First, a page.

ONE would think we have had plenty of time to become accustomed to news about immature, greedy, or just plain stupid management decisions at the Manila International Airport Authority (MIAA), but the agency headed by the apparently untouchable Aquino favorite, Jose Angel Honrado, still has the ability to shock us.
Yesterday, we reported—as did a few other papers—that a feud was developing between the Airline Operators Council (AOC) and the MIAA over steps the latter is taking in reaction to what it claims are unpaid bills. Some of the delinquent accounts date back to the 1970s; most, according to an airport source, are for interest and penalties on past missed payments, and not actually for lease payments.
What the MIAA has done, and what the MIAA has said is its specific response to its unmet demands for payment of past-due accounts prior to accepting renewals of airlines’ long-term lease agreements, is to threaten to suspend the seasonal pass program for airline employees, and instead require a one-day pass system. Under the present arrangement, airline employees receive ‘seasonal’ security passes, which allow them unimpeded access to the terminals and other work areas. Because it is frustrated that old bills are not being paid by the airlines, the MIAA said it would cancel the ‘seasonal’ program, and instead require employees to secure day passes.
In other words, the MIAA intends to get to the airlines by punishing airline employees, making a tedious security process that now only has to be endured two or three times a year a daily requirement. The potential disruption this will cause to airline operations—and consequently, to the operations of the entire airport—is frankly frightening and completely unacceptable, as the AOC’s legal team pointed out in painfully clear terms in a letter of protest to MIAA chief Honrado.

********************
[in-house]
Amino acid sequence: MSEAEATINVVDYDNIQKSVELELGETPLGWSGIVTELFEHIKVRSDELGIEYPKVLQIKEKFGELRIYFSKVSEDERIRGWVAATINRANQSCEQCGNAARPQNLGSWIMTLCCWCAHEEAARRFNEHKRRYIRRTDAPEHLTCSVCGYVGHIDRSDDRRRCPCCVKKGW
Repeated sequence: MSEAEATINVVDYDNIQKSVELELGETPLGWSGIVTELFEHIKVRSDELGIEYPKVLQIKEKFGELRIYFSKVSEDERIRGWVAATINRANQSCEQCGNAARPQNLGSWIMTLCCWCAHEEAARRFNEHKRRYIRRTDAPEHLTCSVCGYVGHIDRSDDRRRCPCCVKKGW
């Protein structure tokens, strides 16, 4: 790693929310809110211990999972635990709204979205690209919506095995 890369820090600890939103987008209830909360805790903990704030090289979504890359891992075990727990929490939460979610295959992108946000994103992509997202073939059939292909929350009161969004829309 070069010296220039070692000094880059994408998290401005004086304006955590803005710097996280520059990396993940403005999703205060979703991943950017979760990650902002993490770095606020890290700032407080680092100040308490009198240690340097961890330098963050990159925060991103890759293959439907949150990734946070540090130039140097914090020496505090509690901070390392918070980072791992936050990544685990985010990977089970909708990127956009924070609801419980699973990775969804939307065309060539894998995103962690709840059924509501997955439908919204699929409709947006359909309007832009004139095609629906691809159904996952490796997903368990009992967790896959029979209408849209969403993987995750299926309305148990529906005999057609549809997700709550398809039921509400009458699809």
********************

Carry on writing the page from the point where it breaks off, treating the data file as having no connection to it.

The members of the AOC—the group comprises about 30 airlines —are questioning the validity of many, if not all, of the charges being levied by the airport. The letter from the group’s legal team mentioned this, of course, and even if we give the MIAA the benefit of the doubt that the past-due payments are legitimately demandable, it is nevertheless unfair of the MIAA to take any punitive action while discussions to resolve the delinquent payments are ongoing, which they indeed still are, according to several airlines involved in the dispute.
A bigger problem is the complete, self-destructive irrelevance of the particular punitive action the MIAA wants to take. Let’s assume for the moment—extremely generous assumption though it may be—that the MIAA is completely right in demanding the past-due payments, that its assertion that the airlines are stalling or otherwise being uncooperative is an accurate assessment, and that the airport management has, indeed, extended more than enough time for the dispute to be resolved. In that case, the MIAA may be justified in taking stronger steps to compel the airlines to comply.
But choosing a punitive measure that violates the airport’s own mandate to ensure
passenger safety and comfort and provide for the safe and efficient handling of aircraft, baggage and freight is not justified, and is, in fact, a case of the MIAA cutting off its own nose to spite its face. The consequences of the MIAA’s idea to hinder operations will fall largely on passengers who, if the MIAA makes good on the threat, can look forward to severe congestion and delays added to the trying experience the airport already is for most travelers.
Once that happens, people who still have an option not to subject themselves to the nightmare—foreign tourists and business travelers, tour operators, event planners—are not going to concern themselves with the niceties of an accounting dispute, but rather the sad fact that Manila’s only airport of any consequence is AGAIN a mess that should be avoided at all costs.
That’s a reputation that is completely unacceptable if it happens once; coming as it does when such dubious attention-grabbers like the bullet-planting scam, recklessly overcharging taxi services, routine flight delays from overcrowding, and NAIA’s long reign as the “world’s worst airport” are still fresh in everyone’s minds, it is simply beyond the pale. While any legitimate arrears incurred by the airlines must, of course, be satisfied as quickly as possible, making a childish cheap shot to try to bully them into doing so is childish and counterproductive.